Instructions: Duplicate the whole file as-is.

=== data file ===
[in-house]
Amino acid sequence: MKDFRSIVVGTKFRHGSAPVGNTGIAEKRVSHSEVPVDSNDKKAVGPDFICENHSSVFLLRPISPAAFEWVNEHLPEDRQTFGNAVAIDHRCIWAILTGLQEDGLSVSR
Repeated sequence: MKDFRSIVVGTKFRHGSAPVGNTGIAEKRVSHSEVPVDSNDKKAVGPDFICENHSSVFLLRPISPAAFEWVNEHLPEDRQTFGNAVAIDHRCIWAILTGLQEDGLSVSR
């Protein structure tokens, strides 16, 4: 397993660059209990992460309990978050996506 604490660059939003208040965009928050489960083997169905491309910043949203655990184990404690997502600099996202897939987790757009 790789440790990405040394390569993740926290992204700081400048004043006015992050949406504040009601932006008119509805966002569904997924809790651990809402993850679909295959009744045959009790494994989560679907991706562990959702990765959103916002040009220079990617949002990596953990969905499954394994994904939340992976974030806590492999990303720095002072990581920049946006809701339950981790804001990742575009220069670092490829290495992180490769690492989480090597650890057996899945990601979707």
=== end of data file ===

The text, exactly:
[in-house]
Amino acid sequence: MKDFRSIVVGTKFRHGSAPVGNTGIAEKRVSHSEVPVDSNDKKAVGPDFICENHSSVFLLRPISPAAFEWVNEHLPEDRQTFGNAVAIDHRCIWAILTGLQEDGLSVSR
Repeated sequence: MKDFRSIVVGTKFRHGSAPVGNTGIAEKRVSHSEVPVDSNDKKAVGPDFICENHSSVFLLRPISPAAFEWVNEHLPEDRQTFGNAVAIDHRCIWAILTGLQEDGLSVSR
């Protein structure tokens, strides 16, 4: 397993660059209990992460309990978050996506 604490660059939003208040965009928050489960083997169905491309910043949203655990184990404690997502600099996202897939987790757009 790789440790990405040394390569993740926290992204700081400048004043006015992050949406504040009601932006008119509805966002569904997924809790651990809402993850679909295959009744045959009790494994989560679907991706562990959702990765959103916002040009220079990617949002990596953990969905499954394994994904939340992976974030806590492999990303720095002072990581920049946006809701339950981790804001990742575009220069670092490829290495992180490769690492989480090597650890057996899945990601979707």